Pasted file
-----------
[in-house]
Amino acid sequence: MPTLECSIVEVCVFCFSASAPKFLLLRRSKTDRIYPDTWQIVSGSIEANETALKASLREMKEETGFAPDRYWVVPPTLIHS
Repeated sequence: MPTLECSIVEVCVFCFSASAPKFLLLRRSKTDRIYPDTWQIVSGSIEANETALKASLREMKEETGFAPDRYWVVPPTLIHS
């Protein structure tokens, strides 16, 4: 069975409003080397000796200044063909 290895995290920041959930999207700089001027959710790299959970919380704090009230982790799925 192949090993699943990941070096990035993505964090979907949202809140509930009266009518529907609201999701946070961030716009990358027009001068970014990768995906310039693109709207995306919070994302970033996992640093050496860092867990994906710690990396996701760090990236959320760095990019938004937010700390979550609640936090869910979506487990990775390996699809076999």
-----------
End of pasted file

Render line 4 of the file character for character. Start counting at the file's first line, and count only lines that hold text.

């Protein structure tokens, strides 16, 4: 069975409003080397000796200044063909 290895995290920041959930999207700089001027959710790299959970919380704090009230982790799925 192949090993699943990941070096990035993505964090979907949202809140509930009266009518529907609201999701946070961030716009990358027009001068970014990768995906310039693109709207995306919070994302970033996992640093050496860092867990994906710690990396996701760090990236959320760095990019938004937010700390979550609640936090869910979506487990990775390996699809076999």